• Free expression is also not unfettered; Article 19(3) establishes the limitations which, again, balance public order and the rights of others.

The balancing principles are critical to an understanding of how different human rights intersect. The key idea is that free expression is limited only to the extent necessary for the protection of the rights of others and for the normal rule of law.

Statements of belief

These free speech principles, including the necessary balancing principle, are reflected in Clause 1, the Objects of the Bill:

(d) to ensure that people can, consistently with Australia’s obligations with respect to freedom of religion and freedom of expression, and subject to specified limits, make statements of belief.

Statements of belief, and statements of unbelief, must be non-vilifying, held in good faith, and (in the case of religious belief) genuinely understood to be in accordance with the doctrines, tenets, beliefs or teachings of the religion[6]. This is in line with similar provisions elsewhere and is fit for purpose.

This Bill provides a clear frame from within which to evaluate questions about so-called competing rights, better described as balancing rights. In doing so it provides a level of protection not currently enshrined in Commonwealth law for the publication of content based on genuinely held, non-vilifying religious beliefs.

This approach is a much-needed counterpoint to claims that the mere publication and discussion of religious beliefs about moral issues such as marriage and sexual identity are, ipso facto, harmful or discriminatory.

In recent years such claims have only added contention, confusion and enmity to the public discussion of very significant issues. They can be seen as a thinly veiled argument for the censorship of religious beliefs, something clearly out of step with Australia’s claim to be an open multi-faith society.

This effect is compounded by the lack of consistency across commonwealth, state and territory anti-discrimination legislation including the lack of a comprehensive approach to protecting religious activity.

As such it is appropriate and helpful that this present Bill specifically takes precedence over other named laws with the ability to include others in the future, by regulation.

CMAA believes it is appropriate that the Commonwealth finally will take the lead in the area of religious expression. Every citizen, regardless of their state or territory, is entitled to the human rights freedoms enshrined in the international instruments to which Australia is a signatory and the successful passage of the Religious Discrimination Bill 2021 will ensure this is the case.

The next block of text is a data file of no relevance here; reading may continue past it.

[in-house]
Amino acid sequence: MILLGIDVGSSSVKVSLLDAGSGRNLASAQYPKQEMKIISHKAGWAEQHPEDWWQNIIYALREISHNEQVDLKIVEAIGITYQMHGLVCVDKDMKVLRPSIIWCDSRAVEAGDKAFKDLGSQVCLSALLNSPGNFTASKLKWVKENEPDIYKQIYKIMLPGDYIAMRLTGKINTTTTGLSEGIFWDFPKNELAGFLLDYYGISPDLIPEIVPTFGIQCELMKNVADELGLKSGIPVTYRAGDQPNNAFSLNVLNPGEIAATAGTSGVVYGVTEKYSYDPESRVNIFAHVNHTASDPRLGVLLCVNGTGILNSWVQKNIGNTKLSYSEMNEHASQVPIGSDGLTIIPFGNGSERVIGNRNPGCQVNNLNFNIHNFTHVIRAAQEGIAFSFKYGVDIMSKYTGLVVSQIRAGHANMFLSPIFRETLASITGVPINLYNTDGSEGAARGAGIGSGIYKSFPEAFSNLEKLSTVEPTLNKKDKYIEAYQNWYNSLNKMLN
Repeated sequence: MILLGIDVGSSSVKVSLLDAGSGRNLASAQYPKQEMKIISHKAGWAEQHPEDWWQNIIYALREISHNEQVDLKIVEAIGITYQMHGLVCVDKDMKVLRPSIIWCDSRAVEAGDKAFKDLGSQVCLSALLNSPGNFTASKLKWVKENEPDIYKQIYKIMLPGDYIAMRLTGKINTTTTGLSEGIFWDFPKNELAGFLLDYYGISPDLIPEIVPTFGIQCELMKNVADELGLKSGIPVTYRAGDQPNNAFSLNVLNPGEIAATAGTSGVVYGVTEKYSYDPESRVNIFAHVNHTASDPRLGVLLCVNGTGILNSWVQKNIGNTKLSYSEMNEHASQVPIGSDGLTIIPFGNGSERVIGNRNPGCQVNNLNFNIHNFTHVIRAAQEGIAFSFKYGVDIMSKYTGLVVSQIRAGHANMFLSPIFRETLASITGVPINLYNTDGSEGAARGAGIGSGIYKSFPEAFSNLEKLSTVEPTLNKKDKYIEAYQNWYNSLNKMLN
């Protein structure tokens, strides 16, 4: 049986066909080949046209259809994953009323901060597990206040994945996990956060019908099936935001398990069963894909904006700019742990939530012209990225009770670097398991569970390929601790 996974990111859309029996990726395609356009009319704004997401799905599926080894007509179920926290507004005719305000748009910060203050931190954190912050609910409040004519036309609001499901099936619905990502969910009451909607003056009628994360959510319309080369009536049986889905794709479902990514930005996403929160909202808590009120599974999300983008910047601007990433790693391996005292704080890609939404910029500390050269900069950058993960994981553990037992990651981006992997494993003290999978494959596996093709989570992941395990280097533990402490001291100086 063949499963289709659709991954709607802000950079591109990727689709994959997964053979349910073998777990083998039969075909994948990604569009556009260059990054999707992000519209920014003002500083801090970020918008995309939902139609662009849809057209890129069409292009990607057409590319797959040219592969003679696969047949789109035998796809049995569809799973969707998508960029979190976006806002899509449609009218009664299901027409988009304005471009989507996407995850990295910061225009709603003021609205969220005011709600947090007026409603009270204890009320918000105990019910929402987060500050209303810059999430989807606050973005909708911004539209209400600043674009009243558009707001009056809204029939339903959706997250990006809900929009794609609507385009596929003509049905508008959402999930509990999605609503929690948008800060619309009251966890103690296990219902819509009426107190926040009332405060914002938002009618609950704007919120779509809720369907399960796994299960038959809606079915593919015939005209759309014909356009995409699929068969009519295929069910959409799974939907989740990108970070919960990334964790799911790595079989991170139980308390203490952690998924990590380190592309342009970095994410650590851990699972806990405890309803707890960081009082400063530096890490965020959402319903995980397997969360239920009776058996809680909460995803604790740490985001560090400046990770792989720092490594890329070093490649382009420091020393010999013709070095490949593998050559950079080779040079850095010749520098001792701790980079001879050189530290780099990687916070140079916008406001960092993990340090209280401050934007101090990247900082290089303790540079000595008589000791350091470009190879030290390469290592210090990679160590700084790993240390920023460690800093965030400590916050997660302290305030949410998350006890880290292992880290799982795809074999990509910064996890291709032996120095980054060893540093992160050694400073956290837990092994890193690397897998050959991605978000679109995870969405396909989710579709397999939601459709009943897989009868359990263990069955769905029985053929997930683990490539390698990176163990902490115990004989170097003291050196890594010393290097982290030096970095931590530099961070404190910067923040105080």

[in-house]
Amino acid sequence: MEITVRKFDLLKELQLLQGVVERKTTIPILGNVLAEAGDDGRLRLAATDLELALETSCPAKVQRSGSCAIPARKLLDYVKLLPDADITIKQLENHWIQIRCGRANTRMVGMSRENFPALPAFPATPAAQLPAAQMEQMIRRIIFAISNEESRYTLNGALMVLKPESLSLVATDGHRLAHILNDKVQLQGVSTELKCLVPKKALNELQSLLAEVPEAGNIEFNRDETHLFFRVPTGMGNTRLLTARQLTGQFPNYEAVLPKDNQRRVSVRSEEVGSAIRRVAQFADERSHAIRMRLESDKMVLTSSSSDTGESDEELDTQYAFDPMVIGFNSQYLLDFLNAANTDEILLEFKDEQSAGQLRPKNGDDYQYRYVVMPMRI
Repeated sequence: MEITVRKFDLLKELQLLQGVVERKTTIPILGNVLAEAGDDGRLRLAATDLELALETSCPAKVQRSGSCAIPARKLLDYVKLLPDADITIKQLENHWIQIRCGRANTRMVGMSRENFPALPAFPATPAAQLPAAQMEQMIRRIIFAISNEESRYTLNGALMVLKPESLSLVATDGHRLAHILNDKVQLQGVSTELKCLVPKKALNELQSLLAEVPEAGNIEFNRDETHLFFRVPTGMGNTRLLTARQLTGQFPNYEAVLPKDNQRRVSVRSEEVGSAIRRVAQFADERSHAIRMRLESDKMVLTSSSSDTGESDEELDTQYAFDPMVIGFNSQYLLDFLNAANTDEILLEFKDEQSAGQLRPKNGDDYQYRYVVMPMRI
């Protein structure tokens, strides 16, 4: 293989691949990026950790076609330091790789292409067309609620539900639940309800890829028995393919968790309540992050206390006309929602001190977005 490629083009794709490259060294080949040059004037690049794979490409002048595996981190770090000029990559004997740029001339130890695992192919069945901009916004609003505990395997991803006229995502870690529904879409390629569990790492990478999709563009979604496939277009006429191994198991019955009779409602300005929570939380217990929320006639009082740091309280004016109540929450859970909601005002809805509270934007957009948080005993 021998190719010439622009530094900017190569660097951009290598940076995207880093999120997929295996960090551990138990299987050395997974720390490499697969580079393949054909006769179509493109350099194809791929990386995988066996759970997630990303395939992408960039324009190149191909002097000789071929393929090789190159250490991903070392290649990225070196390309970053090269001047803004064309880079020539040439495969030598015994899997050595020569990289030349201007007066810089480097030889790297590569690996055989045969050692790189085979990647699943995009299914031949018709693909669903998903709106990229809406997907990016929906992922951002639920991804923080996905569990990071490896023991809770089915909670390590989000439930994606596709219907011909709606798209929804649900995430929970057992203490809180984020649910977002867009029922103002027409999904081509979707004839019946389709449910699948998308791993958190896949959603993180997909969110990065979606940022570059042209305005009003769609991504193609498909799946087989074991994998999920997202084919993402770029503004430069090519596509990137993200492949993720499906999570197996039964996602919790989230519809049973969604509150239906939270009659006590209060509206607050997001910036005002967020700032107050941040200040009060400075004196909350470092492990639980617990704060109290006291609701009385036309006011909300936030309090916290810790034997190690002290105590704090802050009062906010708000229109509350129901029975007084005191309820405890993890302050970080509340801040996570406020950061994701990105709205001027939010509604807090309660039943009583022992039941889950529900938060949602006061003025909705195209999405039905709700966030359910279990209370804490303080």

Definition of religious activity

CMAA notes however that “religious activity” is undefined leaving the interpretation ultimately to the Commissioner and the courts. We are concerned at the consequences of such an approach.

We agree with the submission of the Australian Christian Lobby that the Bill and explanatory notes should give clear guidance. In particular, we urge that any definition of religious activity should include:

seeking, receiving and imparting religious beliefs either orally, in writing or in print, in the form of art or through any other media.

This would explicitly be consistent with Article 19 (2) of the ICCPR and for that reason alone is an important inclusion.

Giving preference for genuine reasons

Part 2, Section 7 provides that religious bodies, acting in accordance with their faith, may give preference to persons of the same religion. This is an important provision for bodies, like members of CMAA, who are charitable entities serving a religious purpose. For many of these organisations it is a genuine requirement that employees and volunteers (e.g. including board members) are adherents of the religion concerned.

Where a body is established to serve adherents of a particular religion with content that advances the cause of and teaching about the religion, the ability to give preference to persons of the religion is key. To have it otherwise would frustrate the other purposes of the Bill and indeed stifle genuine religious expression through such means as Christian media.

However, state employment laws are only overridden for religious education institutions by (Clause 11(3)).

We consider it essential that this protection be extended to other religious bodies.

[1]Throughout this submission the general terms broadcaster and broadcasting will be used to encompass all kinds of licenses issued under the Broadcasting Services Act 1992 (Cth) unless further qualification is necessary for the context.

[2]McNair yellowSquares listenership survey #1 2021, including Christian Community Licenced stations and the Vision network of Open Narrowcast stations

[3]CBM Australia is a Christian Charity serving people with disabilities in the developing world.

[4]Enid Campbell and Harry Whitmore, Freedom in Australia (Sydney University Press, 1966) 113. Quoted in the Australian Law Reform Commission Report 129 ‘Traditional Rights and Freedoms – Encroachments by Commonwealth Laws, Chapter 4: Freedom of Speech 11/05/21

[5]International Covenant of Civil and Political Rights (ICCPR), as incorporated as Schedule 2 to the Australian Human Rights Commission Act 1992 (Cth)

[6]RDB 2021 5 (1) Definitions: statement of belief